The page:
London 2012: A guide to visiting Wimbledon for the first time

It’s only three weeks since the last ball was hit at the annual Wimbledon Championships, yet tennis fans will once again descend on the hallowed lawns of SW19 with the start of the Olympic tennis tournament.

Here’s what first-time visitors can expect at Wimbledon…

1. Getting there

If you catch a train to Wimbledon Station, it might be best not to try and find the courts by using the sat nav on your mobile phone (as I did on the day of the men’s last 16 matches earlier this year). Tapping in ‘Wimbledon SW19’ took me to Wimbledon Health & Racquets club; a leisure centre which is well away from the real tennis action.

During major championships, there are red buses which will take you directly to the ticket gates and save you walking around lost for half an hour. Buying a bus ticket does cost £5 but it will give you peace of mind.

Outside the entrances to the ground there are lots of twinkly-eyed old stewards who are more than happy to give you directions. When you do arrive outside the grounds be prepared to walk for quite a while in order to get to the right ticket gate – the perimeter of the grounds are pretty vast.

2. Money

Be sure to take lots of money with you. There are cash machines inside the grounds but there are none that I could see outside. This is a potential problem as when I last went (during the Wimbledon championships) you couldn’t use a credit or debit card to buy a ticket at the gates. This shouldn’t cause difficulties during the Olympics though as tickets for this event are all allocated long before the tournament.

3. The order of play

The order of play is normally drawn up the evening before. Get a copy of it from a daily newspaper and bring it with you to the grounds – it’s more important than any map as it will give you a good idea of where the best matches are occurring at any given time. The order of play is also on display on a scoreboard just inside the main gates of Wimbledon. You could take a photo of this on your mobile phone to refer to later.

4. Choice of courts

Unless you’ve got a seat with a good view on Centre Court or court number one, I would recommend paying a visit to an outside court. Top players hate playing on outside courts – they are called the graveyards of champions – but fans should love them as there really isn’t a bad seat at venues like Court 18. In my experience, the smaller the court’s seating area the better the atmosphere.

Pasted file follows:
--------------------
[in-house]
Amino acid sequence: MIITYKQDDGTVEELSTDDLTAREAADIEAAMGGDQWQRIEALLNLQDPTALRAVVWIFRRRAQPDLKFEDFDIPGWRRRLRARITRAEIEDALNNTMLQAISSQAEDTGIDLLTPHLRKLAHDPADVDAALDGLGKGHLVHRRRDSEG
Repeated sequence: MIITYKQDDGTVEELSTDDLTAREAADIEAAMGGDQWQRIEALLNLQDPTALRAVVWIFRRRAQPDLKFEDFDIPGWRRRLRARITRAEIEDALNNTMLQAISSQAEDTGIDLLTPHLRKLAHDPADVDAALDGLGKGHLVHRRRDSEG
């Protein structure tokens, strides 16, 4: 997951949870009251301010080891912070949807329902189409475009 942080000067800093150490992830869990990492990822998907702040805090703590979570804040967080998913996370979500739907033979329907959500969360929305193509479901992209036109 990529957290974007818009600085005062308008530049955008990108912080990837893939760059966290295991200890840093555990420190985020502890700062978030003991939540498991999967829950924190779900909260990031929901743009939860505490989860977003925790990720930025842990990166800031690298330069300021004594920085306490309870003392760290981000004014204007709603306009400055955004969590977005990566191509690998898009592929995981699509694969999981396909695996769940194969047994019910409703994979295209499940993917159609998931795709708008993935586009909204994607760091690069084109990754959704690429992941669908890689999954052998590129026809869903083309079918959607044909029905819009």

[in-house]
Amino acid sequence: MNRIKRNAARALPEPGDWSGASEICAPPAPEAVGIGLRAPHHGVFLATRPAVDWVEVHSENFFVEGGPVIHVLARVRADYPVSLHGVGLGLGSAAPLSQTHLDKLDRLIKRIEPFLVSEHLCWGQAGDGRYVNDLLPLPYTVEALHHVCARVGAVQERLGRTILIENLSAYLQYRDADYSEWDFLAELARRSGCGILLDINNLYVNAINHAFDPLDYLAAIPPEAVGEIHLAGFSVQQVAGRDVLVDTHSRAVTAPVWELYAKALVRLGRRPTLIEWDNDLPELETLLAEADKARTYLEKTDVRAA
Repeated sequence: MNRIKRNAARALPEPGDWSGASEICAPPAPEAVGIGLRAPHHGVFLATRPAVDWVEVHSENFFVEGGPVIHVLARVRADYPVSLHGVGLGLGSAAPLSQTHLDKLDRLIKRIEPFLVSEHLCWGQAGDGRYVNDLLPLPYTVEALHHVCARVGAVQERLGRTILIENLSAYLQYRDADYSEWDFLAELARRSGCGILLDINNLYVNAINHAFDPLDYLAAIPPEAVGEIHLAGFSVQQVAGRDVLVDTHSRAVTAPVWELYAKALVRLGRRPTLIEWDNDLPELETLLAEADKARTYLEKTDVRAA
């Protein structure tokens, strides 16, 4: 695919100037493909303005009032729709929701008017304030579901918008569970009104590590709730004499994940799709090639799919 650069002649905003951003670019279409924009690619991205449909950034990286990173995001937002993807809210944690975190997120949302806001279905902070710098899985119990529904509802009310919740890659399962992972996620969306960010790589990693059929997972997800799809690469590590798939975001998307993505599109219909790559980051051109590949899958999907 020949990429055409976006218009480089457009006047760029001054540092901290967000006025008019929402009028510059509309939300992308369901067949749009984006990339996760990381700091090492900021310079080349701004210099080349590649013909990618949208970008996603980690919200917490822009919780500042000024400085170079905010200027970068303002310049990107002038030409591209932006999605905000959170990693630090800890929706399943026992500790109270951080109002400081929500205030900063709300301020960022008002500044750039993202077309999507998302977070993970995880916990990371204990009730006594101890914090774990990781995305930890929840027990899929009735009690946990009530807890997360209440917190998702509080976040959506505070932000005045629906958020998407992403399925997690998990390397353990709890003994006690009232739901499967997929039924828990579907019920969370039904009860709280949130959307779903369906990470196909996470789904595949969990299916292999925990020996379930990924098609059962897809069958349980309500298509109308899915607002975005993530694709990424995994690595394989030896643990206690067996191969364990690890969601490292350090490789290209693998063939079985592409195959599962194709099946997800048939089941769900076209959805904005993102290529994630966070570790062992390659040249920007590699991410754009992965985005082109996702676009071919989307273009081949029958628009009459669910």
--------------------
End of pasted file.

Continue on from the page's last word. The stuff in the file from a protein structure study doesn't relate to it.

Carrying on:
5. Things you must take to Wimbledon

Always take one more layer of clothing than you think you will need. The outside courts really are open to the elements as they have no stand or roof to protect you from the rain and the wind. Pack a hooded top, lightweight anorak and woollen hat just in case play is suspended due to inclement weather.

Don’t forget to take binoculars if you have a seat way up in the rafters in Court Number One or Centre Court. When I first went in 2002 I had a seat near the highest point on Centre Court and the players I watched (including Andre Agassi and Marat Safin) looked as small as matchstick men.

Cameras are allowed inside the grounds so long as you don’t use flash photography during play. Also take a bottle of water and something to eat for lunch, which brings me on to the next point…

6. The food

The food can be very pricey at Wimbledon. A modestly-sized beef sandwich cost me £5.65. The food I bought in the Long Food Hall was pretty uninspiring – sausage rolls, pasties, salads – but if you’re willing to shell out a little extra you can book a place at one of the posher indoor restaurants.

7. Things you must do at Wimbledon

There are some things you simply must do if you visit the All England Club. The first is to make a beeline to Henman Hill and stand in front of the giant TV screen (the picture clarity is surprisingly good). It is also good fun to find out the spot where John Inverdale and John McEnroe discuss the day’s play – just ask a steward where this broadcast takes place from.

The Wimbledon Museum costs £11 to enter but a better investment might be to buy a giant tennis ball. These items are too big to be used as footballs and too light to function as medicine balls but until you’ve struggled home on the Tube with one, you haven’t really had the full Wimbledon experience.

8. Things you will never forget about visiting Wimbledon

Wandering around Wimbledon for the first time, you are struck by the things you never see on television. For instance, it is easy to assume that the posts and nets are on court all-year round but of course they are only erected (amid much crowd excitement) just before the start of play.

And then there is the thrill of seeing the lush green Wimbledon turf for the first time as you pass an outside court and think: “My God, I’m close enough to touch that.” It’s a thrill I thought I would only feel when I first visited Wimbledon but when I returned it was just as exciting!

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